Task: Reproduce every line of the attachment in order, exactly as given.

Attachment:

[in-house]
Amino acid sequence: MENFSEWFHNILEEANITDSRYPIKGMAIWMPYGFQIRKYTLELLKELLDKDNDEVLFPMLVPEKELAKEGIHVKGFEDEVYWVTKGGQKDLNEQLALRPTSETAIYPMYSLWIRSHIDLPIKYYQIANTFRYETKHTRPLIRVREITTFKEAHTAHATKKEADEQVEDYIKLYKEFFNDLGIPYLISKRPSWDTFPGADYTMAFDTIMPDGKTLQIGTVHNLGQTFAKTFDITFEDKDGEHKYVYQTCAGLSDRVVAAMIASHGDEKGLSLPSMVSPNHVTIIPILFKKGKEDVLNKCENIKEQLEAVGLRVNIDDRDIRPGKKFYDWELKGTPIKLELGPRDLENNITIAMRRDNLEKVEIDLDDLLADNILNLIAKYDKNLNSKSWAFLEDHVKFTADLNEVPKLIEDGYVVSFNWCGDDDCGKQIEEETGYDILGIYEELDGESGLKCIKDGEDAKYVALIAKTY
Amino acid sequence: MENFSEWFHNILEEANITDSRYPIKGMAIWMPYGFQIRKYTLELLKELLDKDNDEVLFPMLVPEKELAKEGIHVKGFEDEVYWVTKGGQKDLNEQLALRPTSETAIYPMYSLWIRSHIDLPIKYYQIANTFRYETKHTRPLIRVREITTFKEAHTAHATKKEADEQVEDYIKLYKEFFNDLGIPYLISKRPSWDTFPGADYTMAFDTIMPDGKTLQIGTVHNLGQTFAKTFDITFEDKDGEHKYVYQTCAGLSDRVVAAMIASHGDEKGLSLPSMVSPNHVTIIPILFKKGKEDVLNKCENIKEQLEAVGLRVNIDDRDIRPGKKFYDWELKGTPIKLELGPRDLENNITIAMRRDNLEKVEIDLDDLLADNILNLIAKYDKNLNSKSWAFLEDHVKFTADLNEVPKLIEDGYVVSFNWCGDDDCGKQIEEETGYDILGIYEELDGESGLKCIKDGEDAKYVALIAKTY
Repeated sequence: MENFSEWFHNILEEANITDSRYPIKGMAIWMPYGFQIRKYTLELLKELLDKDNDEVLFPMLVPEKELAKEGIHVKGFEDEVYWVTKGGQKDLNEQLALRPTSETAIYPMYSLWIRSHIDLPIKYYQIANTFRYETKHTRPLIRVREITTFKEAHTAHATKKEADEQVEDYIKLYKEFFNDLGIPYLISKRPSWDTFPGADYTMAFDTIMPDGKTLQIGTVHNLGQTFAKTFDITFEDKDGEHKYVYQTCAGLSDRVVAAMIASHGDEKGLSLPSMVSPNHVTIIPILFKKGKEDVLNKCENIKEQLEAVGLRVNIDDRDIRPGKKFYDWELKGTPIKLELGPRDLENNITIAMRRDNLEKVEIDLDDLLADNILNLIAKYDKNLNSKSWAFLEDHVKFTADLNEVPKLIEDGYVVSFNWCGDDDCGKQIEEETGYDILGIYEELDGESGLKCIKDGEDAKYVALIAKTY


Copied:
[in-house]
Amino acid sequence: MENFSEWFHNILEEANITDSRYPIKGMAIWMPYGFQIRKYTLELLKELLDKDNDEVLFPMLVPEKELAKEGIHVKGFEDEVYWVTKGGQKDLNEQLALRPTSETAIYPMYSLWIRSHIDLPIKYYQIANTFRYETKHTRPLIRVREITTFKEAHTAHATKKEADEQVEDYIKLYKEFFNDLGIPYLISKRPSWDTFPGADYTMAFDTIMPDGKTLQIGTVHNLGQTFAKTFDITFEDKDGEHKYVYQTCAGLSDRVVAAMIASHGDEKGLSLPSMVSPNHVTIIPILFKKGKEDVLNKCENIKEQLEAVGLRVNIDDRDIRPGKKFYDWELKGTPIKLELGPRDLENNITIAMRRDNLEKVEIDLDDLLADNILNLIAKYDKNLNSKSWAFLEDHVKFTADLNEVPKLIEDGYVVSFNWCGDDDCGKQIEEETGYDILGIYEELDGESGLKCIKDGEDAKYVALIAKTY
Amino acid sequence: MENFSEWFHNILEEANITDSRYPIKGMAIWMPYGFQIRKYTLELLKELLDKDNDEVLFPMLVPEKELAKEGIHVKGFEDEVYWVTKGGQKDLNEQLALRPTSETAIYPMYSLWIRSHIDLPIKYYQIANTFRYETKHTRPLIRVREITTFKEAHTAHATKKEADEQVEDYIKLYKEFFNDLGIPYLISKRPSWDTFPGADYTMAFDTIMPDGKTLQIGTVHNLGQTFAKTFDITFEDKDGEHKYVYQTCAGLSDRVVAAMIASHGDEKGLSLPSMVSPNHVTIIPILFKKGKEDVLNKCENIKEQLEAVGLRVNIDDRDIRPGKKFYDWELKGTPIKLELGPRDLENNITIAMRRDNLEKVEIDLDDLLADNILNLIAKYDKNLNSKSWAFLEDHVKFTADLNEVPKLIEDGYVVSFNWCGDDDCGKQIEEETGYDILGIYEELDGESGLKCIKDGEDAKYVALIAKTY
Repeated sequence: MENFSEWFHNILEEANITDSRYPIKGMAIWMPYGFQIRKYTLELLKELLDKDNDEVLFPMLVPEKELAKEGIHVKGFEDEVYWVTKGGQKDLNEQLALRPTSETAIYPMYSLWIRSHIDLPIKYYQIANTFRYETKHTRPLIRVREITTFKEAHTAHATKKEADEQVEDYIKLYKEFFNDLGIPYLISKRPSWDTFPGADYTMAFDTIMPDGKTLQIGTVHNLGQTFAKTFDITFEDKDGEHKYVYQTCAGLSDRVVAAMIASHGDEKGLSLPSMVSPNHVTIIPILFKKGKEDVLNKCENIKEQLEAVGLRVNIDDRDIRPGKKFYDWELKGTPIKLELGPRDLENNITIAMRRDNLEKVEIDLDDLLADNILNLIAKYDKNLNSKSWAFLEDHVKFTADLNEVPKLIEDGYVVSFNWCGDDDCGKQIEEETGYDILGIYEELDGESGLKCIKDGEDAKYVALIAKTY